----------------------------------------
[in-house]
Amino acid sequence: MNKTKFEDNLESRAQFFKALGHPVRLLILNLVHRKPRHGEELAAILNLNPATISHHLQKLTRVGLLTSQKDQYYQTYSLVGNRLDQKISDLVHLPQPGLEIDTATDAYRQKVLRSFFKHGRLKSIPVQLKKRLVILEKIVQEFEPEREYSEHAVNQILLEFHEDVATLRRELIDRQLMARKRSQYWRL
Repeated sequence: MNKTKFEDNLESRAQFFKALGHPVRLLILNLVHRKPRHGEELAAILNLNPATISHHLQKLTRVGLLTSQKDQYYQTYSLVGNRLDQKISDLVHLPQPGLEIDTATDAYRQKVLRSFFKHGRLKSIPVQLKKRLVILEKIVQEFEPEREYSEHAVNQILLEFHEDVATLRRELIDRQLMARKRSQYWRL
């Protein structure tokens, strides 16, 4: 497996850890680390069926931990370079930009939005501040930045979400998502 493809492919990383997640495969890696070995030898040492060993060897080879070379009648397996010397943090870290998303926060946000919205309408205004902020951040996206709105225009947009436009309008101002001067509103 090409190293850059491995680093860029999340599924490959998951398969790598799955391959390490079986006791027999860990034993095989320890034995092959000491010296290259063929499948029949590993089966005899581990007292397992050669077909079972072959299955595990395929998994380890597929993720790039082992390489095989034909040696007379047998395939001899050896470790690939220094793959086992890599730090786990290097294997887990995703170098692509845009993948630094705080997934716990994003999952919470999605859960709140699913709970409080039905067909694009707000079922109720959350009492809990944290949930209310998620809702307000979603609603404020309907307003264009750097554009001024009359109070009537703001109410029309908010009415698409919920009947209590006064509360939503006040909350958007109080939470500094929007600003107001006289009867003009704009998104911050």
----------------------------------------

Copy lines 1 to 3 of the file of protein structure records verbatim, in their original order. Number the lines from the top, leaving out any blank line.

[in-house]
Amino acid sequence: MNKTKFEDNLESRAQFFKALGHPVRLLILNLVHRKPRHGEELAAILNLNPATISHHLQKLTRVGLLTSQKDQYYQTYSLVGNRLDQKISDLVHLPQPGLEIDTATDAYRQKVLRSFFKHGRLKSIPVQLKKRLVILEKIVQEFEPEREYSEHAVNQILLEFHEDVATLRRELIDRQLMARKRSQYWRL
Repeated sequence: MNKTKFEDNLESRAQFFKALGHPVRLLILNLVHRKPRHGEELAAILNLNPATISHHLQKLTRVGLLTSQKDQYYQTYSLVGNRLDQKISDLVHLPQPGLEIDTATDAYRQKVLRSFFKHGRLKSIPVQLKKRLVILEKIVQEFEPEREYSEHAVNQILLEFHEDVATLRRELIDRQLMARKRSQYWRL